Solved: Cannot open your terminal ‘/dev/pts/2’ – please check

The Problem: When trying to reconnect to an existing screen session on a Linux system (Fedora, RedHat Ubuntu, etc), you will see a message like the following:

Cannot open your terminal '/dev/pts/2' - please check

(Note: your terminal identifier may vary)

This is a rare occurrence and is indeed one of the stranger issues to have come across my desk in recent months, but thankfully there’s a very easy solution.

2 Solutions: How to re-gain access to your screen session

Solution #1
Run the following command from your terminal. After doing so, you will then be able to reconnect to your screen session.
script /dev/null

So why does running the command ‘script /dev/null’ work? To be honest, when I first found this solution, I really didn’t care why it worked, only that it did work! That’s right. Sometimes you just need to get the job done and why a given solution works isn’t always needed in the heat of the moment. If you want to get into the details about why running the aforementioned command works, read on:

The short answer as to why running ‘script /dev/null’ lets you connect back to your screen session is the following:

First of all, the script man page states that “script makes a typescript of everything on your terminal session”.  So if we are to understand that there is something wrong with our current session/terminal (the original message is that terminal /dev/pts/x cannot be opened), this implies that running script /dev/null sends the contents of your current session to /dev/null. By doing so,  this then creates a new “pseudoterminal“.  This new terminal now can be opened and the result is that we can now access our screen session.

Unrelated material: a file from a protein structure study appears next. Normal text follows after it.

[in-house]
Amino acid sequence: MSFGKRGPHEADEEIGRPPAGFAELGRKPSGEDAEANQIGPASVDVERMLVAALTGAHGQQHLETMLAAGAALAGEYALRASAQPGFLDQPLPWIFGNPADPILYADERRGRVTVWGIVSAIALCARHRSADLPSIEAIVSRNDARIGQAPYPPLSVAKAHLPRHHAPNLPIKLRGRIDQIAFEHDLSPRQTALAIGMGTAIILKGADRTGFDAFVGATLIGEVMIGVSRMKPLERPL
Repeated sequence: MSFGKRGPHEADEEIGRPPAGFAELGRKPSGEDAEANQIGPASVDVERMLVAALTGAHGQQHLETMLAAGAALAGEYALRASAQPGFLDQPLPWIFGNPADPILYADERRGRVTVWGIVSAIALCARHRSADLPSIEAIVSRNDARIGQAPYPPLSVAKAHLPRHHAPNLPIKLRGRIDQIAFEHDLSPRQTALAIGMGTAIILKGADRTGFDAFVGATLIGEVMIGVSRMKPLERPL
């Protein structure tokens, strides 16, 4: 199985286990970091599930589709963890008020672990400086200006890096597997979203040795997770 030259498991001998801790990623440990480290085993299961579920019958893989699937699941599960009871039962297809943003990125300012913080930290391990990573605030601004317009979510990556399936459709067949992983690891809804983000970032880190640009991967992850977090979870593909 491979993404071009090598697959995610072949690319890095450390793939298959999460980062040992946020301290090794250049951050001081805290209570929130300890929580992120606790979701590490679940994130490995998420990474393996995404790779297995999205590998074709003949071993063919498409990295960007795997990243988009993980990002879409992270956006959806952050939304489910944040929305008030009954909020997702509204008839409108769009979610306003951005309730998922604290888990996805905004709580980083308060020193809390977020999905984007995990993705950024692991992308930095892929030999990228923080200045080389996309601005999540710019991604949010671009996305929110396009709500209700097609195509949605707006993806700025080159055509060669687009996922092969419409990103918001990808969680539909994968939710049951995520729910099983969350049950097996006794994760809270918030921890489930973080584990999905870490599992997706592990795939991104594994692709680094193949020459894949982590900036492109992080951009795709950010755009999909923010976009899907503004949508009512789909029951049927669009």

Solution #2
This solution requires fewer keystrokes than Solution #1 so it may be your preferred way of getting around the ‘Cannot open your terminal’ screen initiation issue. Simply ssh to your current host and you will get around the issue like so:
ssh localhost

Why does this issue occur?

The final burning question is why do we end up in this situation in the first place? That is a harder question to answer as the issue can manifest for different reasons on different systems. The issue itself may be environmental as well as system dependent. You can however usually clear this type of issue by rebooting your machine or server but doing so would wipe your screen session, so rebooting is usually not an option if you wish to preserve said screen session.


Leave a Reply

Your email address will not be published. Required fields are marked *

This site uses Akismet to reduce spam. Learn how your comment data is processed.